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/ Smaller Delta = Better Education

Smaller Delta = Better Education

UT Austin found that score submitting students had, on average, a .86 higher GPA in college than non-submitting students. The Opportunity Insights study also found a significant, though smaller, relationship between SAT/ACT scores and college GPA (but much larger than the relationship between high school GPA and college GPA)

There have been two common rebuttals from anti-test crusaders:

The Intransigent Data-Denier

Rebuttal: “The magnitude of the relationship between SAT/ACT scores is greater than even the test makers found.”

There is great irony in this rebuttal because it’s really no rebuttal at all: these same anti-test crusaders previously said that you couldn’t trust the purported relationship between SAT/ACT scores and college grades because the test makers were the ones who found the relationship. So there is no consistency now in saying that a stronger relationship found by a completely independent third party should be invalidated simply because they show a stronger relationship, especially since grade inflation has eroded the predictive capacity of high school grades, so it only makes sense that, in comparison, a standardized measure would gain in its comparative predictive capacity simply because it hasn’t declined as well. The only way for this rebuttal to make any sense is if the anti-test crusader believes beyond a reasonable doubt that the test makers must have been wrong in their assessment, and thus, de facto, any similar or stronger result is similarly wrong. But this rebuttal is, of course, wholly unreasonable. It is based on a simple premise: refusing to believe credible research simply because they do not want to believe it.

Who Cares?

Rebuttal: “Who cares about such small differences in college GPA? The juice of modestly better-performing students is not worth the squeeze of the tests.”

These critics are hardly credible given that they want to dismiss the importance of educational excellence. If you prioritize educational excellence (which you should if you’re an institution of higher ed), then you should want to admit students who are the best equipped to succeed at your given institution. If a student is less equipped to succeed at your institution, then there is a better institution out there for them at which they will be a better fit and better succeed.

But it’s not just about that student. It’s all about all the other students: the smaller the variance between the academic preparedness of the highest and lowest-performing students, the better all of their outcomes are.

All teachers know this. But, for the doubters, check out the Air Force Academy study which found that when low performers are paired in the same squadron as high performers, the low performers do even worse than before. And when all the middle performers are paired together? They do even better. Again, smaller variance, better results. Here’s why:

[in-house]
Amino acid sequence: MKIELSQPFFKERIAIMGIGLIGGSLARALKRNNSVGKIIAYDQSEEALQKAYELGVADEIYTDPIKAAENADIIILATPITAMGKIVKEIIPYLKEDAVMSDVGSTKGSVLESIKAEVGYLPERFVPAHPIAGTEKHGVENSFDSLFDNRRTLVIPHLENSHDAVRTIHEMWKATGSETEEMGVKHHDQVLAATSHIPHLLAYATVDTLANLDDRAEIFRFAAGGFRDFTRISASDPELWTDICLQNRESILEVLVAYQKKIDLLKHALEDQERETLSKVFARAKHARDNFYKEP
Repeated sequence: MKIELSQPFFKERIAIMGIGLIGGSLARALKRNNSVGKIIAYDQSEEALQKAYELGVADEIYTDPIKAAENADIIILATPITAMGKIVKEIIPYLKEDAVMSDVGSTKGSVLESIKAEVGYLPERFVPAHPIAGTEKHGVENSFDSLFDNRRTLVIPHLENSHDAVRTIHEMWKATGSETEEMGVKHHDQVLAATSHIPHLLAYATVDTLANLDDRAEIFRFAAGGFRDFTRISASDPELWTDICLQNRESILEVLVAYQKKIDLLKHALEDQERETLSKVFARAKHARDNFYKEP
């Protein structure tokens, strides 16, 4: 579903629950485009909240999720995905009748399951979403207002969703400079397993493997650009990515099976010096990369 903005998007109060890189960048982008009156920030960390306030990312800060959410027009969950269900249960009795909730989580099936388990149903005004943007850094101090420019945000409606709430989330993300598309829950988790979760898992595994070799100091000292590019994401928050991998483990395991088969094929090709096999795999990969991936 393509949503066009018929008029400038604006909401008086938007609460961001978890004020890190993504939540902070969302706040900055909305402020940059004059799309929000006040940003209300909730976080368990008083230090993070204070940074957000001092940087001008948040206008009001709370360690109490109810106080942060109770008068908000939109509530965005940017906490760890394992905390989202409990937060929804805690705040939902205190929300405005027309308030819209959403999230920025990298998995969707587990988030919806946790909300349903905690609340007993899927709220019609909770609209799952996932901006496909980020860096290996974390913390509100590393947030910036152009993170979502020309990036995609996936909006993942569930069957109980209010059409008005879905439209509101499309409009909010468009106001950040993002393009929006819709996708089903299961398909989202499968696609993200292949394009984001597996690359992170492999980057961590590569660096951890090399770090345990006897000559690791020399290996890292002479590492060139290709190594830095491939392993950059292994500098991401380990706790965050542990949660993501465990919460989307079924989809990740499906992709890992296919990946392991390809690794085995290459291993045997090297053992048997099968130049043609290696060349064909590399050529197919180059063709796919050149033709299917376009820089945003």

• People compete much harder when the race is close. If someone is losing by a spectacular margin, they have little incentive to even try: they will likely still lose. So when low performers are paired with the highest performers, they see the delta between them and their highest-achieving peers, feel deflated, and do even worse. In contrast, all the middle performers are paired together, they start competing even more fiercely because they all suddenly have a better shot at being the best. For a much longer explanation of the importance of close competition for optimal performance, see “Top Dog: The Science of Winning and Losing.”
  • Equally or maybe even more importantly, good teachers teach to the median of a class. When there is a large gap between the highest and lowest performers, then a teacher who teaches to the median of the academic preparedness in a class will not effectively teach the highest or the lowest performers. The larger the gap in skill between the highest and lowest performers, the larger the gap in effective instruction for those highest and lowest performing students.

Small Gap, Big Gains

What teachers can vouch for is that if you want good instruction, then you want to have the smallest delta between the highest and lowest-performing students. This is where college admissions comes in. College admissions officers have the power to help admit students of similar academic preparedness and make the delta between the highest and lowest-performing students as small as possible.

Very oddly, some people in admissions like to doubt the people actually doing the teaching, the actual teachers. Why would people in admissions dictate admission priorities when they are not the ones who have to actually engage with those admitted, do the work of teaching those admitted, etc?

I entreat college admissions folks who do the amazing and incredibly important work of admitting the next generation of students to also realize that they might have something to learn from those who are doing the actual teaching of the admitted students. When admissions is done right, teachers can provide much better instruction.

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